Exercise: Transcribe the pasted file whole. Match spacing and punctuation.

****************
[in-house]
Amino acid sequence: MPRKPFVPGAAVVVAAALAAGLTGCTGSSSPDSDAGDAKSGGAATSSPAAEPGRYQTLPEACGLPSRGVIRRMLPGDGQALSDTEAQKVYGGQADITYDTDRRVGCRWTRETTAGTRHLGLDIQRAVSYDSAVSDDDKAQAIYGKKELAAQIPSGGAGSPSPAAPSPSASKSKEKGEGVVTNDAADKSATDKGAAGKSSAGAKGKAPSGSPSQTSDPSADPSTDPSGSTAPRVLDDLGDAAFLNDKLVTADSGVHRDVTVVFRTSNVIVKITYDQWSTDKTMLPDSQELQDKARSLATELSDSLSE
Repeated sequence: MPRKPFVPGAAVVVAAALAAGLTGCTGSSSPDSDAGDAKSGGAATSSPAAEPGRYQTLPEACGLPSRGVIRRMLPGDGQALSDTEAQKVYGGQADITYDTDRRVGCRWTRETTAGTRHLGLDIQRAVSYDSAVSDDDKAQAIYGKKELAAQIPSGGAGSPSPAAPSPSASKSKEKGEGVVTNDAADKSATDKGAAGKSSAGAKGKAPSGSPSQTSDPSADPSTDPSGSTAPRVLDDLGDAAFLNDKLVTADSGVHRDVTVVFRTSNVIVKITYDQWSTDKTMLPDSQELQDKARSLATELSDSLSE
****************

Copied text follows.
[in-house]
Amino acid sequence: MPRKPFVPGAAVVVAAALAAGLTGCTGSSSPDSDAGDAKSGGAATSSPAAEPGRYQTLPEACGLPSRGVIRRMLPGDGQALSDTEAQKVYGGQADITYDTDRRVGCRWTRETTAGTRHLGLDIQRAVSYDSAVSDDDKAQAIYGKKELAAQIPSGGAGSPSPAAPSPSASKSKEKGEGVVTNDAADKSATDKGAAGKSSAGAKGKAPSGSPSQTSDPSADPSTDPSGSTAPRVLDDLGDAAFLNDKLVTADSGVHRDVTVVFRTSNVIVKITYDQWSTDKTMLPDSQELQDKARSLATELSDSLSE
Repeated sequence: MPRKPFVPGAAVVVAAALAAGLTGCTGSSSPDSDAGDAKSGGAATSSPAAEPGRYQTLPEACGLPSRGVIRRMLPGDGQALSDTEAQKVYGGQADITYDTDRRVGCRWTRETTAGTRHLGLDIQRAVSYDSAVSDDDKAQAIYGKKELAAQIPSGGAGSPSPAAPSPSASKSKEKGEGVVTNDAADKSATDKGAAGKSSAGAKGKAPSGSPSQTSDPSADPSTDPSGSTAPRVLDDLGDAAFLNDKLVTADSGVHRDVTVVFRTSNVIVKITYDQWSTDKTMLPDSQELQDKARSLATELSDSLSE